State Upheld in Its Refusal to Renew License of Adoption Agency

Date: 1988-09-20

The Atlanta Journal and The Atlanta Constitution
Author: BEASLEY, DAVID; David Beasley Staff Writer STAFF

A hearing officer has upheld the state's refusal to renew the license of Children's Services International Inc. (CSI) of Atlanta, accused of arranging the adoptions of Salvadoran orphans without telling the American clients that the children had severe afflictions.

The Department of Human Resources (DHR) has charged that CSI, a non-profit agency specializing in foreign adoptions, arranged for two Florida couples to adopt Salvadoran orphans who, the foster parents later learned, had serious medical problems, including possible mental retardation.

The state also accused CSI of accepting fees from clients wanting to adopt Filipino children when the agency had no agreement with the Philippine government to handle adoptions.

Officials at CSI, which places about 40 orphans a year, have denied misleading clients and plan to appeal the Sept. 16 ruling by state hearing officer Melvin Goldstein, a Marietta attorney hired by DHR to hear the case.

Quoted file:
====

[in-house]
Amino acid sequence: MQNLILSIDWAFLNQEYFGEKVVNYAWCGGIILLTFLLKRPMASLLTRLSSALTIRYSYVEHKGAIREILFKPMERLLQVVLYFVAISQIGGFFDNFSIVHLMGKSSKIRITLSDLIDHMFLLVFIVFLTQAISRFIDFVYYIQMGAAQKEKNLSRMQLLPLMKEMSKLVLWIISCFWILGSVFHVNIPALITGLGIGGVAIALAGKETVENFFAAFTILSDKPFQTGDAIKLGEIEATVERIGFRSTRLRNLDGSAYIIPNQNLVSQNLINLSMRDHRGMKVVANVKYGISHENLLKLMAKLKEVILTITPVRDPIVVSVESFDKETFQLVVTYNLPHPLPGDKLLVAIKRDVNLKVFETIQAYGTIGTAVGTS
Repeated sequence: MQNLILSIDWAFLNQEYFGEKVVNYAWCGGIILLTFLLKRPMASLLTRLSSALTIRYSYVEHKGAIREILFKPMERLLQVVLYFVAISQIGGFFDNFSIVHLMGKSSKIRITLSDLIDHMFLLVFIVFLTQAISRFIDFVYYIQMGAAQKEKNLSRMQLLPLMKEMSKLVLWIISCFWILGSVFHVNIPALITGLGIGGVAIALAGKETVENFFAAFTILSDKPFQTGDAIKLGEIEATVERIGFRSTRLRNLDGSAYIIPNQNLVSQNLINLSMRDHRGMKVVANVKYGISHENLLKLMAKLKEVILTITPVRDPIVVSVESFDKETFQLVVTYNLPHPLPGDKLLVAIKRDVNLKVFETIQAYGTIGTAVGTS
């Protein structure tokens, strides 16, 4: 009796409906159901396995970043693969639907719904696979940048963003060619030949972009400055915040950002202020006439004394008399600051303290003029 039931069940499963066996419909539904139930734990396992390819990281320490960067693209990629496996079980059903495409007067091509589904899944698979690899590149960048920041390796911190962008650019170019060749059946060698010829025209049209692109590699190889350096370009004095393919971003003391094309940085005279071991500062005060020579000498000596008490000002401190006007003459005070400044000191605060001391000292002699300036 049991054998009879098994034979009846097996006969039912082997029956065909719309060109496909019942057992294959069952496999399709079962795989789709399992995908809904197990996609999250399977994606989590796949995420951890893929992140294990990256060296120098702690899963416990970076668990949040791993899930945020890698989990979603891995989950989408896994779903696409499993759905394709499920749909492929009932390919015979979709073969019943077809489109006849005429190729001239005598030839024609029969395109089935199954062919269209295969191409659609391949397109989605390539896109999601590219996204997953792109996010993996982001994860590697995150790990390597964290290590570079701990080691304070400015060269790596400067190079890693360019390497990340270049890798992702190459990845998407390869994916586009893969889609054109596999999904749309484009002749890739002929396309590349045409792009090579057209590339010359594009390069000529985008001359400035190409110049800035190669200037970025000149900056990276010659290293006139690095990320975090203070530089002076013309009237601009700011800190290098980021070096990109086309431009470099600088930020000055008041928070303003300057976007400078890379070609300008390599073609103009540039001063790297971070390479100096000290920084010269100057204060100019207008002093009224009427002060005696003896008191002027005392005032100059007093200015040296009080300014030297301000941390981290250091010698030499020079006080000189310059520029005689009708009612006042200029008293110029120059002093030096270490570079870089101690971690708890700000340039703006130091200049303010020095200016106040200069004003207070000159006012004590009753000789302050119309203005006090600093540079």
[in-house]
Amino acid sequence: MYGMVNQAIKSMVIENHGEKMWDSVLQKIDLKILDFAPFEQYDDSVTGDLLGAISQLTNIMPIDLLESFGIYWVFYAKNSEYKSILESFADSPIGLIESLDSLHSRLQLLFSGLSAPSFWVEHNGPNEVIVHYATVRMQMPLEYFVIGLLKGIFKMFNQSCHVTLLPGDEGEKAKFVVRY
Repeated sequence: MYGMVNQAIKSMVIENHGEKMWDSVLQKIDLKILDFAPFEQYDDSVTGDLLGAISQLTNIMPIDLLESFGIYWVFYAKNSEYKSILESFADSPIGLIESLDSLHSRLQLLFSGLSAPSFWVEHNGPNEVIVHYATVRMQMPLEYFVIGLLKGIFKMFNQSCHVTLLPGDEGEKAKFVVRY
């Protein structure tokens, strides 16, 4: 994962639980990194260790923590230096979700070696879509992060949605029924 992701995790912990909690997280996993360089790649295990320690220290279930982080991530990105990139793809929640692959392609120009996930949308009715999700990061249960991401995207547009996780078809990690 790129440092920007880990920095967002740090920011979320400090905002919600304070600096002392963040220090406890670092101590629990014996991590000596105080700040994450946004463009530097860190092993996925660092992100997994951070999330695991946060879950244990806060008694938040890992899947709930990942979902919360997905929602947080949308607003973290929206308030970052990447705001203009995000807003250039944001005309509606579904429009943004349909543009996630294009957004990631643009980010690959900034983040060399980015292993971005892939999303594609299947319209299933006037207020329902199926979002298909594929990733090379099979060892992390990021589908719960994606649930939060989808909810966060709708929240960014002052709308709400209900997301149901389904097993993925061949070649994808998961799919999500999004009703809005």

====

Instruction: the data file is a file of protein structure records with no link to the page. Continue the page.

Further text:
A rash of client complaints against CSI followed the 1987 arrest in El Salvador of Robert Parada, a lawyer who handled adoptions for the agency, on suspicion of smuggling babies out of the country. CSI maintained, however, that Mr. Parada was only briefly detained and never charged with a crime.

CSI has 15 days to appeal the ruling to DHR Commissioner James G. Ledbetter. CSI can continue operating while the appeal is pending, said DHR spokeswoman Joyce Goldberg.

If turned down by Mr. Ledbetter, CSI officials can seek to have the decision overturned in Fulton County Superior Court, Ms. Goldberg said.

"The company intends to appeal," said George W. Fryhofer III of Atlanta, CSI's attorney.

In a 34-page ruling, Mr. Goldstein held that while an adoption agency can't always guarantee a healthy child, families attempting international adoptions "should not be forced to engage in a game of medical roulette." CSI should provide "regularly updated" medical information on children scheduled for adoption, Mr. Goldstein wrote.

Mr. Fryhofer said that CSI always provides prospective parents with all available medical information on the children they are trying to adopt. The problem, he said, is that medical care often is limited in countries such as El Salvador, making it difficult to obtain accurate health reports.

The attorney said most of the complaints came from disgruntled clients of the agency's Florida office, which is no longer in operation.

The vast majority of CSI's clients are happy with the agency, Mr. Fryhofer said.

"There are a lot of parents out there who have been very satisfied with the agency and would not have children now if not for the agency," he said.


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